‘No one ever told me that grief felt so like fear. I am not afraid, but the sensation is like being afraid. The same fluttering in the stomach, the same restlessness, the yawning. I keep on swallowing.’ C. S. Lewis
The terrible wrench of grief grips us all at some point in our lives, and if you’re lucky enough to have evaded its cold clasp it’s only a matter of time. In the throes of deep, profound loss, we desperately cling onto the fantasies whereby the bereavement that befell us had been averted, the gnawing pain of conversations never had finally granted in imaginary scenarios with the deceased. Humanity can get lost in its desperate need to wander in a world they want it to be, and this wounded escapism is understood all too well on the cover of Ghosteen, a picturesque yet artificial fairy tale landscape of white horses and a surrounding natural harmony of kitschy proportions. We know it’s a gaudy depiction, but maybe that’s what we want.
Casually announced last week in a response to a fan question, Nick Cave and the Bad Seeds 18th studio album Ghosteen (their second double album since 2004’s Abbatoir Blues / The Lyre of Orpheus) continues with the synth atmospheres first heard on 2013’s Push the Sky Away, but rids further of prominent melodies or rhythms to an even purer state of sonic reductionism. The first eight songs being ‘the children’ and the the final, lengthier three songs ‘the parents’, the abstract minimalism that swirls throughout is a softer, more gentle listen than it’s arguably discordant predecessor Skeleton Tree, erroneously considered to be his ‘grief’ album despite the songs written before the death of his son Arthur.
For a record consisting of mainly keys and strings, the Bad Seeds perform an astonishing act of imbuing each track with a subtle distinct flavour, from the enchanted mourn of ‘Bright Houses’ to the ethereal gospel of ‘Leviathan’, every song creates a winding, twisting traverse of the full spectrum of manifest grief. Its quiet moments are often it’s most rich, the eerie production that begins ‘Galleon Ship’ masters affecting simplicity as well as any of Nigel Godrich’s work on Radiohead’s A Moon Shaped Pool. Cave stretches himself vocally too, reaching aching high notes on album opener ‘Spinning Song’, a far cry from the baritone he established on early Bad Seeds output.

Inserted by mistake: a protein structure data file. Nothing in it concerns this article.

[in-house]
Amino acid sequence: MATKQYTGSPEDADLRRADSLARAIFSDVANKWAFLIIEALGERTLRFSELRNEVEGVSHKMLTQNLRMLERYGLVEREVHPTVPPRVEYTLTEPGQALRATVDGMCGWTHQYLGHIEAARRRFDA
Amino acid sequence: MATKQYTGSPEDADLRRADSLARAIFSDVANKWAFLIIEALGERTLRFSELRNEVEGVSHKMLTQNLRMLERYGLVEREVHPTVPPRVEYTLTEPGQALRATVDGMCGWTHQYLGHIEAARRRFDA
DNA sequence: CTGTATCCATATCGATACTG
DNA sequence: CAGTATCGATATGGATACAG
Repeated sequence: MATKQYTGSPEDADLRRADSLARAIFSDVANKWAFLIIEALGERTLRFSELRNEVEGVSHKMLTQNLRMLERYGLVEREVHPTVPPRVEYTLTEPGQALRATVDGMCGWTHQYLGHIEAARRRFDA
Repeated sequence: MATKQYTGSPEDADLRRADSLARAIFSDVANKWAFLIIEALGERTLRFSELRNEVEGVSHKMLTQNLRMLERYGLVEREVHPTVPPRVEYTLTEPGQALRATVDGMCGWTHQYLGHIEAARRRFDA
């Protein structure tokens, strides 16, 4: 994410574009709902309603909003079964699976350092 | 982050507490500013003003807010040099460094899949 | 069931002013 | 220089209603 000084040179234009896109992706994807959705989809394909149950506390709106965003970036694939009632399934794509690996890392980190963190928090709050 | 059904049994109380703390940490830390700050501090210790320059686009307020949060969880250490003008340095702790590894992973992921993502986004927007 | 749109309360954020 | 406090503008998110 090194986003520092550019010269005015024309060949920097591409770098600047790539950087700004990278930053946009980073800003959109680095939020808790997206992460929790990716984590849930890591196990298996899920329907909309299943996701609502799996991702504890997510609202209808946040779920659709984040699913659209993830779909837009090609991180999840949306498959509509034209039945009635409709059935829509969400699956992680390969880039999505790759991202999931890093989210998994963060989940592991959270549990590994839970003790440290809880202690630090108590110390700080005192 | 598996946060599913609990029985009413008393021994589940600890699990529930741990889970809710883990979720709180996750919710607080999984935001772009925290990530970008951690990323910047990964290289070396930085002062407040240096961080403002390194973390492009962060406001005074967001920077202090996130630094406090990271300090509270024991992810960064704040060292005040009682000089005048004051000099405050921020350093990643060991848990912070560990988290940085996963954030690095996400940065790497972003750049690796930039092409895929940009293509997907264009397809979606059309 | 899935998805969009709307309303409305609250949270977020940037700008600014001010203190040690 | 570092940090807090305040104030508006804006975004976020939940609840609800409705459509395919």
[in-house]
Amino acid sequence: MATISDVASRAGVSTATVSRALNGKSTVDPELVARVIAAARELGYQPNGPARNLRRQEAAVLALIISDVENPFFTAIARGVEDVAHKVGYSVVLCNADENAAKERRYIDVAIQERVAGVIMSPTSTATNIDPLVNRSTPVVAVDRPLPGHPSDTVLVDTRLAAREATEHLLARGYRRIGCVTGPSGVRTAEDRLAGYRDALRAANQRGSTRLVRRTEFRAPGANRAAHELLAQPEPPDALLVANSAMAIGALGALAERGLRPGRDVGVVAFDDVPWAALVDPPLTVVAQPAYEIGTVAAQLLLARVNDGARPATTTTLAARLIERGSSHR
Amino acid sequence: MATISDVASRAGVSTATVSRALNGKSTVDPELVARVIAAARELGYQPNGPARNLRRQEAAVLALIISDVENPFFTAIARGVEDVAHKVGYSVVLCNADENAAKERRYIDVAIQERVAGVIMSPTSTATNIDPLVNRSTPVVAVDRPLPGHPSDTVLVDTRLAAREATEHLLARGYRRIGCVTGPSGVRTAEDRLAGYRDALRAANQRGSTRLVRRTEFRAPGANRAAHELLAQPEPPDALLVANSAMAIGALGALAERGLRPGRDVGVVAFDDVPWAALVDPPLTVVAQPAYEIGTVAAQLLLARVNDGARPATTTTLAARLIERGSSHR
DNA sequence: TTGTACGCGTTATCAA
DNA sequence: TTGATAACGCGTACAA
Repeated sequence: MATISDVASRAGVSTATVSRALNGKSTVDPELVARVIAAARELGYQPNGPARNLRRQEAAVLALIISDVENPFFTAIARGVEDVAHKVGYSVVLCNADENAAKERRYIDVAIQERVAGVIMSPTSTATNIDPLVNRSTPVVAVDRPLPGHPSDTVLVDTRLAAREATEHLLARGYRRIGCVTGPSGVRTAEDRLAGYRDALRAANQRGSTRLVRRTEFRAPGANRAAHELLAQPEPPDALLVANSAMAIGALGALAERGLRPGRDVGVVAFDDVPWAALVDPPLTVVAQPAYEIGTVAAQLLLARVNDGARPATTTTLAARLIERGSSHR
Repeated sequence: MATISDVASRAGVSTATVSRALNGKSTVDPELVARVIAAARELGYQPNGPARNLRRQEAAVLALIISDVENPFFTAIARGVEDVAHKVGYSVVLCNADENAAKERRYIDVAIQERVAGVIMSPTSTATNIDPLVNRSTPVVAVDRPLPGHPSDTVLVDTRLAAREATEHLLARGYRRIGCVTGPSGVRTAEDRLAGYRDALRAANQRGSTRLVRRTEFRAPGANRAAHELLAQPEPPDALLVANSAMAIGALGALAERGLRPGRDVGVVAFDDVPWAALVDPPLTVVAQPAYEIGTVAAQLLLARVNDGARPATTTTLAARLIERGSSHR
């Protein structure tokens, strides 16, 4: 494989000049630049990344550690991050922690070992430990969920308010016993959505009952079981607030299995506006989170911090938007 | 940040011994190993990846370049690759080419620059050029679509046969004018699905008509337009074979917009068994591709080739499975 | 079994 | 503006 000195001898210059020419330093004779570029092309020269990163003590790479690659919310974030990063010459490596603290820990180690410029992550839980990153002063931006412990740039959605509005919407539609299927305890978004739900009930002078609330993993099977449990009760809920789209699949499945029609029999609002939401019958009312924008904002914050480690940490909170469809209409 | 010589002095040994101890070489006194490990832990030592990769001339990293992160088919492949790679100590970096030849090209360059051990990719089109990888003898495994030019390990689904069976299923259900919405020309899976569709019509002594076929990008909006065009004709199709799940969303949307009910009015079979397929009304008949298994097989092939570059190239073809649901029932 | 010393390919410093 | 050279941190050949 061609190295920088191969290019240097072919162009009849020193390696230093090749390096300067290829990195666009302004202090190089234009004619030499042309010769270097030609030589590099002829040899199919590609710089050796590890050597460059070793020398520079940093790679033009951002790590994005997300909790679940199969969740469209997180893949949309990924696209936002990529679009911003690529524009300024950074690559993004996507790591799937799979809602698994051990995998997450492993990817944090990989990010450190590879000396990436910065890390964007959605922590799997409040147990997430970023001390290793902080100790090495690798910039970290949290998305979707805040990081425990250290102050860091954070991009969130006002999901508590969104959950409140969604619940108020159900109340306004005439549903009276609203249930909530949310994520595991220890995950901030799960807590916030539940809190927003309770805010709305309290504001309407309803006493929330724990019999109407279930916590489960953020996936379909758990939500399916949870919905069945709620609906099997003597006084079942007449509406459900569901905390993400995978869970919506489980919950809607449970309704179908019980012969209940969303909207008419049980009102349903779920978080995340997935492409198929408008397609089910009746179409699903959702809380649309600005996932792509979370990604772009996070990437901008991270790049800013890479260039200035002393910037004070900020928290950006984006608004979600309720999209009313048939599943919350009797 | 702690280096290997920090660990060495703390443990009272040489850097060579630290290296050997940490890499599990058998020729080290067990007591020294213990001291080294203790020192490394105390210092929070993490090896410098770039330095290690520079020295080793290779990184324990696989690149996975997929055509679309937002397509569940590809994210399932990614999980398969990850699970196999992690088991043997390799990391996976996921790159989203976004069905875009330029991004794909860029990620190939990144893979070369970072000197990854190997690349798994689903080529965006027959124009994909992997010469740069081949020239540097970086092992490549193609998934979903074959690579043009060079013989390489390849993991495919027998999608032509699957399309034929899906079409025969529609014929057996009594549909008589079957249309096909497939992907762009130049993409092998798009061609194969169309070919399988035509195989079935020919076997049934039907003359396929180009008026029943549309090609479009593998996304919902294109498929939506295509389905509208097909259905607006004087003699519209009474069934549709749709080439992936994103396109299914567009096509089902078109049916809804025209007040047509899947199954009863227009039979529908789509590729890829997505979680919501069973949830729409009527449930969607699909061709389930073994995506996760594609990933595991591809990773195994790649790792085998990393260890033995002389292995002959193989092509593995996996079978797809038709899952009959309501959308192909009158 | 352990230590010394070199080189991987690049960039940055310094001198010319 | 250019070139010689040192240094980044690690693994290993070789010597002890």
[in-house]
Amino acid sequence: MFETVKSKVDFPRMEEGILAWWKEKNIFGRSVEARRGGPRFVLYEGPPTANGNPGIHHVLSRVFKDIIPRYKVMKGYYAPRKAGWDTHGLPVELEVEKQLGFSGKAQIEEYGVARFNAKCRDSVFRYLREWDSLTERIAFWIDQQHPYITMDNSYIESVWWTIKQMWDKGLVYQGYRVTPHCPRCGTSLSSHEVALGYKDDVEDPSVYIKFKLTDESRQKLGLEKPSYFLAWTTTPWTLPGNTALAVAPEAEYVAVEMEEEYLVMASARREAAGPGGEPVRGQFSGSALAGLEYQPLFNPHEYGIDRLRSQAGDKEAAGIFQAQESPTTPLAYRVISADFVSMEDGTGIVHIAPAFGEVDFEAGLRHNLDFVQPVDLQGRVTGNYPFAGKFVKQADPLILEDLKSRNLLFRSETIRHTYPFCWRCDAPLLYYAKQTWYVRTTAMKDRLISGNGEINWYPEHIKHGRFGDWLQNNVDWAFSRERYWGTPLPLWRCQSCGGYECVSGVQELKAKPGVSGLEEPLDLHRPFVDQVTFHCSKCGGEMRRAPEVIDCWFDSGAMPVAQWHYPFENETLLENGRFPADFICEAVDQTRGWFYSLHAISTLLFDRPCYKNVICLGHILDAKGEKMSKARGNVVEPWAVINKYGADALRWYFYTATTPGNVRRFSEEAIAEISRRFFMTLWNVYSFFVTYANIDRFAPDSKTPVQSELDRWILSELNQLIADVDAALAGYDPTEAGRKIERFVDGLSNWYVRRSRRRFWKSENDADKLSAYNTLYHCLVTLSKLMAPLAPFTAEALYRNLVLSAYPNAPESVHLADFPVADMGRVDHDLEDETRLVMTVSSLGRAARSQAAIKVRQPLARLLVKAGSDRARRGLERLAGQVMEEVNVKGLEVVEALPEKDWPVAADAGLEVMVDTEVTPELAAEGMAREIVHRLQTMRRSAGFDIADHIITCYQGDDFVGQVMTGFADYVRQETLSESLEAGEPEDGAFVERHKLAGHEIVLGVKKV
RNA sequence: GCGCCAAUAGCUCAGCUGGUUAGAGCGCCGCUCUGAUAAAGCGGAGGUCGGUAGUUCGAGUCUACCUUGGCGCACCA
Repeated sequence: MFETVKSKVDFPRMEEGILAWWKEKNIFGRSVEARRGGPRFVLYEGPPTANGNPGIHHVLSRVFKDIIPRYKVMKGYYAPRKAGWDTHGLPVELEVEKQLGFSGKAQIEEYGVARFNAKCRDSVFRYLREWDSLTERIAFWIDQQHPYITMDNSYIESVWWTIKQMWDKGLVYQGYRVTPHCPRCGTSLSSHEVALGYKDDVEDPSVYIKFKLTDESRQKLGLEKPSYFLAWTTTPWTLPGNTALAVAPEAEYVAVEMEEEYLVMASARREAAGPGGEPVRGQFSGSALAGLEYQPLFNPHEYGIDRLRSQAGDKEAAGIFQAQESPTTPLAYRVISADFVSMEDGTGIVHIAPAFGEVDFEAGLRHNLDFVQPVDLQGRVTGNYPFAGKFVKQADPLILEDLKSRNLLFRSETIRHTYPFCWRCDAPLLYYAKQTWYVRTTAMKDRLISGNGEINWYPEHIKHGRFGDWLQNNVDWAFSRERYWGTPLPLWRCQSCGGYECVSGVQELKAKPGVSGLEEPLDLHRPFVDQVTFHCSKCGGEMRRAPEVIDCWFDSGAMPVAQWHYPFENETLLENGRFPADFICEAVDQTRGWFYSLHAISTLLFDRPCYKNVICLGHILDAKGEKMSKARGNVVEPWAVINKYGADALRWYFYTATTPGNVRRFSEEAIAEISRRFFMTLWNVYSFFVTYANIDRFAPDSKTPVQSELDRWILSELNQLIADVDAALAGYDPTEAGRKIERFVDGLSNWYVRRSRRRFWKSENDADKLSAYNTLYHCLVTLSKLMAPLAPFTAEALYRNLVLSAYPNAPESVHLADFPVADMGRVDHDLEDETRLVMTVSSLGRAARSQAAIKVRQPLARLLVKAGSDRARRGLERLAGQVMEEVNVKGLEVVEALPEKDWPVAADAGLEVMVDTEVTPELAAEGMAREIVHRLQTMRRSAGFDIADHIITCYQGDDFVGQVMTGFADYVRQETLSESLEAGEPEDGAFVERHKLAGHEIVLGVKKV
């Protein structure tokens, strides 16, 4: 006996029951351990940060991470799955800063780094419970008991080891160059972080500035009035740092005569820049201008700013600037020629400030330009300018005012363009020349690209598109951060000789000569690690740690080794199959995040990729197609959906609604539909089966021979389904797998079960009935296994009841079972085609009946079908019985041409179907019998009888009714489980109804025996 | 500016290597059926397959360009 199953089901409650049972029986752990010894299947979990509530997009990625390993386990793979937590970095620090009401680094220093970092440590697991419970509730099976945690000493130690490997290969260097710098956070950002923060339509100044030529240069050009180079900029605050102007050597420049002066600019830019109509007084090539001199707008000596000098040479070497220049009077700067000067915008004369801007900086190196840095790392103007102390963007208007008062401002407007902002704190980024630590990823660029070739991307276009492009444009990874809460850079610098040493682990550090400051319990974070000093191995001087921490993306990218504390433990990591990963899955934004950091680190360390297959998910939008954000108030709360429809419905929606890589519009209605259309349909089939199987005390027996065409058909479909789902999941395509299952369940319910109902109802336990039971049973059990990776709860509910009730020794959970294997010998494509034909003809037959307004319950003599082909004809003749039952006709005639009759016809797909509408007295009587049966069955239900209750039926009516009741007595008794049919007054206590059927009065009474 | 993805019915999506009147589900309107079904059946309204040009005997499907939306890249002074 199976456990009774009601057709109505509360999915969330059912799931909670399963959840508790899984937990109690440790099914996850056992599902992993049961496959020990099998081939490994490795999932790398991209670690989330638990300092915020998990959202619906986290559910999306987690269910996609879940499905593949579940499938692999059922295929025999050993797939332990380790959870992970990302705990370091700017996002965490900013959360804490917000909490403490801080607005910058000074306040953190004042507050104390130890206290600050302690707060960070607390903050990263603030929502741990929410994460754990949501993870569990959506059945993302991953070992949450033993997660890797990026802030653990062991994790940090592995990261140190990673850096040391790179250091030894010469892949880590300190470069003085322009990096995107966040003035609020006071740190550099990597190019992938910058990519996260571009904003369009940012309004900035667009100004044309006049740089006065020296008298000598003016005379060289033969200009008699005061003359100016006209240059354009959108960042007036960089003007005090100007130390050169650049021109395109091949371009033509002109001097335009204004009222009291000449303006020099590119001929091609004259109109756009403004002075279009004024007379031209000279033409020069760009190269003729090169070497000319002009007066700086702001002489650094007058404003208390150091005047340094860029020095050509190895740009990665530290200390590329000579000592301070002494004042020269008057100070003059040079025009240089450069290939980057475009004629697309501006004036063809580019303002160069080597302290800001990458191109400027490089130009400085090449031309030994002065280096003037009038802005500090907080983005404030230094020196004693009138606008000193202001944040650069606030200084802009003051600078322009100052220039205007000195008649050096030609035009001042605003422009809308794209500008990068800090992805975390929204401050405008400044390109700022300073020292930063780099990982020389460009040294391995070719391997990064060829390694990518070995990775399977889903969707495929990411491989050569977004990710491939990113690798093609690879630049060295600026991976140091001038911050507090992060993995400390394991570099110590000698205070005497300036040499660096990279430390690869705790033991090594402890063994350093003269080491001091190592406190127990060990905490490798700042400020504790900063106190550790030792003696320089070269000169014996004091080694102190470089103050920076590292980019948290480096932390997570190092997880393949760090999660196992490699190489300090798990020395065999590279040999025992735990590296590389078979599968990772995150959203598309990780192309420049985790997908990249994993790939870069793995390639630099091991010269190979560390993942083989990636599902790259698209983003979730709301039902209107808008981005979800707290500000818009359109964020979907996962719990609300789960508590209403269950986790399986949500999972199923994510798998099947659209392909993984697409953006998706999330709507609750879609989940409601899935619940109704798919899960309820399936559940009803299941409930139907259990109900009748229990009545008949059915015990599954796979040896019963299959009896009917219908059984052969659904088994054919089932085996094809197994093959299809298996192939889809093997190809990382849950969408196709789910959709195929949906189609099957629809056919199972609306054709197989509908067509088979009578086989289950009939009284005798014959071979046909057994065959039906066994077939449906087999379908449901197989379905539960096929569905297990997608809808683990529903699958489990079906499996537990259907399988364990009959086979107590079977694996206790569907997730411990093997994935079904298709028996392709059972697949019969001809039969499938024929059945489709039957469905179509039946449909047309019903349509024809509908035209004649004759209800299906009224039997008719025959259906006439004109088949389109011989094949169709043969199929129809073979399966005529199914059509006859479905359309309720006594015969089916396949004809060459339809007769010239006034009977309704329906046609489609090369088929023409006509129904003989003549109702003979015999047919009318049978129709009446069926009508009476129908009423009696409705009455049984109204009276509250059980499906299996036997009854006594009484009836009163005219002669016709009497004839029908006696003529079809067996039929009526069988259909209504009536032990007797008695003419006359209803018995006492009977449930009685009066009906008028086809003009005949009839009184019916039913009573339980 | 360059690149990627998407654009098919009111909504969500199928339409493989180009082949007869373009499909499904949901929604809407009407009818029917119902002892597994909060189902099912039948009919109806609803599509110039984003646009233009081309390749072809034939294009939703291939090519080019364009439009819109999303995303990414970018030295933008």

Lyrically Cave is as strong as ever, but his poetry shines as well as pangs on the final act. The title track ‘Ghosteen”s devastating fourth verse utilises the childlike picture of ‘mama, papa, and baby bear’, mirroring the fantasy of the album’s artwork, an essential part of storytelling bonding between parent and child. What could have been cloying in a lesser songwriter’s hands, is an acutely painful consolidation of the joy observed in a child’s playing, to its sudden stinging absence. The wisdom displayed throughout the record and the insight into the universal psychology of grief is distilled on the final musing of ‘Fireflies’: ‘we are here, and you are where you are’.
Few artists of Nick Cave’s generation are in his league, proving time and again the consummate artist he is. On the Bad Seeds 18th album, they have truly delivered an indispensable entry in their towering body of work, a deeply moving and stirring statement that turns deep pain into something honest, knowing, and beautiful.